Moses' tenth speech, Part 8, The all-consuming fire of God
Jun 24, 2013
In Deuteronomy 28:25, 26 Moses shifts his focus to the fact that Israel’s disobedience would cause the nation to flee before their enemies in time of war.
25 The Lord will cause you to be defeated before your enemies; you shall go out one way against them, but you shall flee seven ways before them, and you shall be an example of terror to all the kingdoms of the earth. 26 And your carcasses shall be food to all the birds of the sky and to the beasts of the earth, and there shall be no one to frighten them away.
This is the opposite of the blessing for obedience seen in verse 7. We have already commented on the fact that since 1948 America lost the blessing of obedience in this regard. America has not won a major war since that time, as America’s hidden rulers never intended for those wars to be won. Their intent was to bleed America by debt in order to tighten their control over the nation.
The Babylonian system is self-destructing, as is all evil, for anything that deviates from the law of God is rooted in death. For this reason, Mystery Babylon, which rules the world today, has sought to enslave the world through debt, but when the debt itself reaches the level where the people can no longer pay, the system itself crashes to the ground. This is what began to occur in 2008.
The implication of Moses’ statement above is that if Israel is obedient, their enemies, or oppressors, will be “the food to all the birds of the sky.” This detail was not mentioned in the blessings of obedience in verse 7, but we do see it referenced in prophecy. In the last battle, described in Revelation 19:17, 18 we read,
17 And I saw an angel standing in the sun; and he cried out with a loud voice, saying to all the birds which fly in midheaven, “Come, assemble for the great supper of God; 18 in order that you may eat the flesh of kings and the flesh of commanders and the flesh of mighty men and the flesh of horses and of those who sit on them and the flesh of all men, both free men and slaves, and small and great.”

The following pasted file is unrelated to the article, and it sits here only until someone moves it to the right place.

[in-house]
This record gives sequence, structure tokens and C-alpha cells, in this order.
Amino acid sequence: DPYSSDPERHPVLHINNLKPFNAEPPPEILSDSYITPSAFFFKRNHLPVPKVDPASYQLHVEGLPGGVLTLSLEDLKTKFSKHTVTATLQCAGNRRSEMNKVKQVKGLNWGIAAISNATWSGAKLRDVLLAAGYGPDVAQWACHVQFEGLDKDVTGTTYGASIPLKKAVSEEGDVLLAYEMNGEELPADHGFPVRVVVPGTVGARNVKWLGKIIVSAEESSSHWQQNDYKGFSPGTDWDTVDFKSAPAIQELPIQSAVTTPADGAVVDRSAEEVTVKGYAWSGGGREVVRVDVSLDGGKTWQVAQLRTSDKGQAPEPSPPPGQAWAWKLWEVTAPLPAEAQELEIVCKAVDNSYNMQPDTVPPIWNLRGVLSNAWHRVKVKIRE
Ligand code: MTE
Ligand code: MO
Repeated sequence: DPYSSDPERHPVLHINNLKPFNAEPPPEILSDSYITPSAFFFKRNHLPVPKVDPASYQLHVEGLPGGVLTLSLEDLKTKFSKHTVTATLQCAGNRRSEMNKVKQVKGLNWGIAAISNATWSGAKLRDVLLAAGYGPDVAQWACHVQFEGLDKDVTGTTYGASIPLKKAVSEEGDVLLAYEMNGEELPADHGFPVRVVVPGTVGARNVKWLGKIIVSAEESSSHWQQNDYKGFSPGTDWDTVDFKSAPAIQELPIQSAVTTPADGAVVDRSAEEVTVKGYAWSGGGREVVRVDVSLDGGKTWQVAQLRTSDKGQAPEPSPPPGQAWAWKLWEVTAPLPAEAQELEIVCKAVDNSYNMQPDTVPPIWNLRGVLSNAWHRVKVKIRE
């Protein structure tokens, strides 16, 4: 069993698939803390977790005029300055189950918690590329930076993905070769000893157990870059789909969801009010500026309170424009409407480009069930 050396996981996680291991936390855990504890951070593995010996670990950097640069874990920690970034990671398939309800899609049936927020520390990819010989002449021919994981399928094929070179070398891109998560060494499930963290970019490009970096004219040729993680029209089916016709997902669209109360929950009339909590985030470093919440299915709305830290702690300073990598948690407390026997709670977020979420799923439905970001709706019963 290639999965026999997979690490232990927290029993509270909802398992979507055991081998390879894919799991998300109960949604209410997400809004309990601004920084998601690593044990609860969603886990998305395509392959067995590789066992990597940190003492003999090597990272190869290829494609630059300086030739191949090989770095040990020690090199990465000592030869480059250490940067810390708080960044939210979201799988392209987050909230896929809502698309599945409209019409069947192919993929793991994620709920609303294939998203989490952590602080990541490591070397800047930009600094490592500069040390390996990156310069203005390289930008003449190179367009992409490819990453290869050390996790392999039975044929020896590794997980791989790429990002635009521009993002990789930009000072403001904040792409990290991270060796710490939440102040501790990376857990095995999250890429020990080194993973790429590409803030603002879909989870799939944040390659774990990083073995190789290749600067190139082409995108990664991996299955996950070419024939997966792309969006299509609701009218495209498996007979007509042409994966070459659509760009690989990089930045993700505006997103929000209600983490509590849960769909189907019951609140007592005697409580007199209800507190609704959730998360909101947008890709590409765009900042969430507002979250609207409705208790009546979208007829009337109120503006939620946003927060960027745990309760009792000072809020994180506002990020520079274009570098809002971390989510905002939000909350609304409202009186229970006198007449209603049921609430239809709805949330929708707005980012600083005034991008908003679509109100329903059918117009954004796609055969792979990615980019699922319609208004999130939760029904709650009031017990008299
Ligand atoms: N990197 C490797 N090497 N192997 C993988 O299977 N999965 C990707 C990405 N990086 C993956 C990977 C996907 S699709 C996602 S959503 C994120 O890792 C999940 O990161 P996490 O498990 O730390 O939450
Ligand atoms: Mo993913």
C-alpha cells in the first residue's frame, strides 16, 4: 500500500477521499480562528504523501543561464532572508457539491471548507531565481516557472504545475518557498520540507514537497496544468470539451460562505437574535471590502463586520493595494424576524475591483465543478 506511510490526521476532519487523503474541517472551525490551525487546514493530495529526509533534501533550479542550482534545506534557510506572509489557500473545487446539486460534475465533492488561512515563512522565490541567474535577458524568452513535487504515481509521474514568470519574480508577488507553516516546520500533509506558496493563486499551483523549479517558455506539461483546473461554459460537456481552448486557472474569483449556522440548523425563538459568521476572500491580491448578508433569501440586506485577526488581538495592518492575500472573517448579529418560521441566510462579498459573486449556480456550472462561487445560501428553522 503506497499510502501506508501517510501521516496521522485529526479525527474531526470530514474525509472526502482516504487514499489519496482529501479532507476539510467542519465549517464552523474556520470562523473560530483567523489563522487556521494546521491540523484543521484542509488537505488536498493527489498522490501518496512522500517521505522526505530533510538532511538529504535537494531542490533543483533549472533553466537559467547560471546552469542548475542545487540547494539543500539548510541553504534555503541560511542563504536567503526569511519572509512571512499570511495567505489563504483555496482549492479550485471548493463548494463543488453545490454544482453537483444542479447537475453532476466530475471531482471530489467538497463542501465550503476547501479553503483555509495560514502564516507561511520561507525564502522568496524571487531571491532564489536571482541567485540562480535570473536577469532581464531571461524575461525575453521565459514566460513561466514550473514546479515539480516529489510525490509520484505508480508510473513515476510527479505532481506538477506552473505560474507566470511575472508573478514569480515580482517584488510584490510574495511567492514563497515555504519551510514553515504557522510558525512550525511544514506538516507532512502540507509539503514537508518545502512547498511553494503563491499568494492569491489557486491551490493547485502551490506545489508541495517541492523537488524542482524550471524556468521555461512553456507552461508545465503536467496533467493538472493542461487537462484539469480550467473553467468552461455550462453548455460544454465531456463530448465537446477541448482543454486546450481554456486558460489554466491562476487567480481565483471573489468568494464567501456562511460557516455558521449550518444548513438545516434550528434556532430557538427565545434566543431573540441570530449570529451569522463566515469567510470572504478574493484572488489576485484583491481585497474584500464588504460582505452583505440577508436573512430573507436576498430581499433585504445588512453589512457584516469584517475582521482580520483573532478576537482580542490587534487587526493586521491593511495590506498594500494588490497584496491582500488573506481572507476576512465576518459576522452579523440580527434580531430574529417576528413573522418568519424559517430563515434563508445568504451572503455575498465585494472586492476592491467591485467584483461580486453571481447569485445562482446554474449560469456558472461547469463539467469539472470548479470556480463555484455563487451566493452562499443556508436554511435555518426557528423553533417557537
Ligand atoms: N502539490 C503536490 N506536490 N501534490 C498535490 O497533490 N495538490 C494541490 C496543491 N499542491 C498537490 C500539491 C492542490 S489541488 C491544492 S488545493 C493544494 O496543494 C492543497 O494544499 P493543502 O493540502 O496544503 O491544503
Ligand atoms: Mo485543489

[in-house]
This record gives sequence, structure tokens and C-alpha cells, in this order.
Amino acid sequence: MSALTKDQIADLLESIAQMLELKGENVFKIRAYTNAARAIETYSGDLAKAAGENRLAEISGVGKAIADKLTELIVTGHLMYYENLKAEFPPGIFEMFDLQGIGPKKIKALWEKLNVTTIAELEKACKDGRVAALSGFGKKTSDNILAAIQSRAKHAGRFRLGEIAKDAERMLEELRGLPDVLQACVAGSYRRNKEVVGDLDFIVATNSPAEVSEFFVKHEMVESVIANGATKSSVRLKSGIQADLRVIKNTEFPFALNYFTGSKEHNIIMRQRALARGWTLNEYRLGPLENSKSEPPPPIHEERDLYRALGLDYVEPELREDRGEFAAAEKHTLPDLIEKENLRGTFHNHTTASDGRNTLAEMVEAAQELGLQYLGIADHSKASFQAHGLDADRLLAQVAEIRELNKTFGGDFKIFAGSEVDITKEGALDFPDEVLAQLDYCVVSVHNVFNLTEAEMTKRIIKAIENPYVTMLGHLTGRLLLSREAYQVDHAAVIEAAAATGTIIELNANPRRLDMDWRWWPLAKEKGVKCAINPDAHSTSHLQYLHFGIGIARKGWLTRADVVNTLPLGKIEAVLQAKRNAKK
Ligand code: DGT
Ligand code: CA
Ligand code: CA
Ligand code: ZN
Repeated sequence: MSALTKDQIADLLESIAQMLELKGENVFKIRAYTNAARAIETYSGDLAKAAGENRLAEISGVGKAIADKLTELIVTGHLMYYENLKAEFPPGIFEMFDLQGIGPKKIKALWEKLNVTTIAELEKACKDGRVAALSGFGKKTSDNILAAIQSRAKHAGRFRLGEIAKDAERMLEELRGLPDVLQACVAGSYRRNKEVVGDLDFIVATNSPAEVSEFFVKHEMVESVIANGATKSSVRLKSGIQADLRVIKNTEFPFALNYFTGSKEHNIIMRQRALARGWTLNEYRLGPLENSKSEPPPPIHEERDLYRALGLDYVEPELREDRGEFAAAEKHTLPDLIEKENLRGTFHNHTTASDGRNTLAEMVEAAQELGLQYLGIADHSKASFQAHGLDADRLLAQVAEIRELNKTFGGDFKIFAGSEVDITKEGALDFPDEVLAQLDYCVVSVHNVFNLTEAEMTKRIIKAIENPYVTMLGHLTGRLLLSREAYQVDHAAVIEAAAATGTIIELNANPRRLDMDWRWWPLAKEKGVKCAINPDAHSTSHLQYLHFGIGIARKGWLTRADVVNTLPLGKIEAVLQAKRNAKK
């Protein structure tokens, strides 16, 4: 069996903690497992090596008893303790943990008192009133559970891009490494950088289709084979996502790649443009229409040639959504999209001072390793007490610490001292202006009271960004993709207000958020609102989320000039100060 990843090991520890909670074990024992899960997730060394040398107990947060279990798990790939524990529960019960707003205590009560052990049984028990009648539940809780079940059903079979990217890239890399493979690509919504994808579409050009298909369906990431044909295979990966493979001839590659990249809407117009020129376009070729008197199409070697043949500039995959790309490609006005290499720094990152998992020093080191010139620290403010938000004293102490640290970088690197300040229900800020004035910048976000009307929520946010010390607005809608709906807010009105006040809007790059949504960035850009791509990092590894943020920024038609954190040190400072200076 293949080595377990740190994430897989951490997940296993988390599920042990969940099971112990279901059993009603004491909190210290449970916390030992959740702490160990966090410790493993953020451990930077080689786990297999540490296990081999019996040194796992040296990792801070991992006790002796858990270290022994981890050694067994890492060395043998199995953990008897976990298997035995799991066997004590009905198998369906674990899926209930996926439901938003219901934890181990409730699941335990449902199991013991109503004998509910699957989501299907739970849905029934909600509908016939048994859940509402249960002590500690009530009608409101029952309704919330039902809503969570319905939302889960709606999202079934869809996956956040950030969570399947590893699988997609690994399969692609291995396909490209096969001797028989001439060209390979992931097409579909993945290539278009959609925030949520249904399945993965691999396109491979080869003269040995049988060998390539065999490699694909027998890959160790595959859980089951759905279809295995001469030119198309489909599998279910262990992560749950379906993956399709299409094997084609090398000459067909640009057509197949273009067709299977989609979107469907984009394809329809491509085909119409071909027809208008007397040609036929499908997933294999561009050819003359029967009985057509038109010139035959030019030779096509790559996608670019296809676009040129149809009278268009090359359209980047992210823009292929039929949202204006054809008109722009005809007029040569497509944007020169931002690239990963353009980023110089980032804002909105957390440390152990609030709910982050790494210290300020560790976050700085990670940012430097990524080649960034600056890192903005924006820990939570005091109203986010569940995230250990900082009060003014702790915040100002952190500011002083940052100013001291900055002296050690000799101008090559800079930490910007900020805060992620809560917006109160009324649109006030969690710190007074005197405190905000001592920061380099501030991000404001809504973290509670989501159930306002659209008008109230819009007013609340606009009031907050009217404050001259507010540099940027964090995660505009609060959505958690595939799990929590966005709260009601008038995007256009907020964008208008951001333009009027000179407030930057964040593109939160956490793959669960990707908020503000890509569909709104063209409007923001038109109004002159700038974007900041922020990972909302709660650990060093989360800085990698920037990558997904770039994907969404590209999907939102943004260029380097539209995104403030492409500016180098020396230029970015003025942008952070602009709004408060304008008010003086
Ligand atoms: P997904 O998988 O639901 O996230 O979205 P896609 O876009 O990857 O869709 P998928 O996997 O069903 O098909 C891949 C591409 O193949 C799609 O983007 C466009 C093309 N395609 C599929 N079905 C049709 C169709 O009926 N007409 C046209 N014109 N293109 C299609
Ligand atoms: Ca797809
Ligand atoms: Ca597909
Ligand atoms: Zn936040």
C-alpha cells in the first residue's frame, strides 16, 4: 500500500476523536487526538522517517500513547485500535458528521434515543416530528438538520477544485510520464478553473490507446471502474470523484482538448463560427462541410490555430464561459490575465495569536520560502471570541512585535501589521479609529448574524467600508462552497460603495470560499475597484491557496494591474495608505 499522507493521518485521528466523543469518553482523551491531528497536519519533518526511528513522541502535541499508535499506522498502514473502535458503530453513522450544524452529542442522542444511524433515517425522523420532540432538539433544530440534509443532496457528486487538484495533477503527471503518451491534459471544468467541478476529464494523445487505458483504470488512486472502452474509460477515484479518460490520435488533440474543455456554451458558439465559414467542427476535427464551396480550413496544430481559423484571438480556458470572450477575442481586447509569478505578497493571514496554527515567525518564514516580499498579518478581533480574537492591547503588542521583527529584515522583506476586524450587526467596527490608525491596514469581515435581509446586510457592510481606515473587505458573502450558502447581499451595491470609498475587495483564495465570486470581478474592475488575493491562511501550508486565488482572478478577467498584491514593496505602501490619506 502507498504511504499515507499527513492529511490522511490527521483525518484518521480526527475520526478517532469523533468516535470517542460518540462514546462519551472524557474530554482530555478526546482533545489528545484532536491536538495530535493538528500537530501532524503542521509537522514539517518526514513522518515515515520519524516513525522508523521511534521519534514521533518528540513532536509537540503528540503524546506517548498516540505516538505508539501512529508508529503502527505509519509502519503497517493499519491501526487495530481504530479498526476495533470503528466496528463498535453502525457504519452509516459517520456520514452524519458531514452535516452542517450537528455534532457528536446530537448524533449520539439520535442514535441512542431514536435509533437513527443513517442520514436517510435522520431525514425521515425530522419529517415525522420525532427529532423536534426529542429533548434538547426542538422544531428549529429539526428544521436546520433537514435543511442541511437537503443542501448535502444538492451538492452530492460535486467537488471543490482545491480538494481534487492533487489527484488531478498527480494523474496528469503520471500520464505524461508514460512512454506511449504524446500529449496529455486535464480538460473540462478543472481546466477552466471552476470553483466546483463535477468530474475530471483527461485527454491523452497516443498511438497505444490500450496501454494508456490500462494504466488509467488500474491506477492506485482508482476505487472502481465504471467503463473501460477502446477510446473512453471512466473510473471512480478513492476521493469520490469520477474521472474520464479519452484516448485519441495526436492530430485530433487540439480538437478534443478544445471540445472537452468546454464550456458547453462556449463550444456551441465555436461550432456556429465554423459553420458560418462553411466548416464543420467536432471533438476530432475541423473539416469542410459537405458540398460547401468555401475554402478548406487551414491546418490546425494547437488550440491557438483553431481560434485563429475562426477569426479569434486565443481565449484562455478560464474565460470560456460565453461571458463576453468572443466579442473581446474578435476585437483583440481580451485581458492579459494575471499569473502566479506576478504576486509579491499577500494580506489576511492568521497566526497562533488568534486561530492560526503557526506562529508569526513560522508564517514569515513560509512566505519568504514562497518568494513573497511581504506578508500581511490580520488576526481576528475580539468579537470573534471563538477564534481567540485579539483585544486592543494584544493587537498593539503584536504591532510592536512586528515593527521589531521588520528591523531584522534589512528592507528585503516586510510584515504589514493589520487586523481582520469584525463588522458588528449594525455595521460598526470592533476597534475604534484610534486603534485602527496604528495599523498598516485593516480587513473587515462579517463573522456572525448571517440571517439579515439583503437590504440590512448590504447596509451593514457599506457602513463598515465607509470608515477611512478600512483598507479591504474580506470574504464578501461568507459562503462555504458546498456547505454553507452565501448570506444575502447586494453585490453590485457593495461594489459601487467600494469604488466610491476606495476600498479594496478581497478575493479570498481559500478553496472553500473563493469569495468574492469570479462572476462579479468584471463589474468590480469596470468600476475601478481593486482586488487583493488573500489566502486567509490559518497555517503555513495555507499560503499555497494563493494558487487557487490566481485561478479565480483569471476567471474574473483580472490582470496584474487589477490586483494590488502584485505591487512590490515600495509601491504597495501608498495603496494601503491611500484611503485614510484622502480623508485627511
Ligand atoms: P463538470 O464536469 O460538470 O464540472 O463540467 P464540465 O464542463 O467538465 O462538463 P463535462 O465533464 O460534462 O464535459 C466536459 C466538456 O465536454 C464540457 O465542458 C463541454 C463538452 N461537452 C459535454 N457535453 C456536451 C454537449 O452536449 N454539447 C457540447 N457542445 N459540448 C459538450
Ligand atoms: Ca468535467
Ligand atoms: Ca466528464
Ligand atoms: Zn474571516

Earlier, in Revelation 19:9 we read,
9 And he said to me, “Write, ‘Blessed are those who are invited to the marriage supper of the Lamb’.” And he said to me, “These are the true words of God.”
The word picture depicts the armies of heaven coming with the blessing of God to “the marriage supper of the Lamb,” while their opponents become the feast or “supper of God” for the birds. There is irony in the contrast, for the people of God are invited to dine with Christ, pictured in the marriage feast of Cana (John 2:1-11). There they are like the water that is transformed into wine to be consumed (assimilated into the body of Christ) at the table of God.
In fact, the first-fruits offerings given to God all represent different classes of people. The barley offering given on the first Sunday after Passover is unleavened bread. The wheat offering given seven weeks later at Pentecost is leavened, but it is cleansed by the fire in the baking process. The wine offering poured out at the feast of Tabernacles completes the three first-fruit offerings every year for God’s Communion Table.
By contrast, those who fight God are consumed by the birds, which, in Matthew 13:19, represent “the evil one.” The metaphor is meant to describe a separation between the evil ones and the righteous, each being absorbed or consumed into a different body. If such a war literally occurs, of course, it is possible also that many dead bodies will be consumed by the vultures and animals, but the meaning is more profound than that.
This last battle is also described in Ezekiel 39:17-20 in regard to the battle against Gog and Magog. Whether or not this is the same battle as described in Revelation 19 is not important for our study here, especially because Revelation 19 does not identify the people or nations being consumed by the birds. It is only in a later battle described in Revelation 20:8 that we see Gog and Magog mentioned specifically. Many, however, have identified the people in Revelation 19 to be Gog and Magog on the grounds that the description of the birds eating their flesh is the same as seen in Ezekiel 39.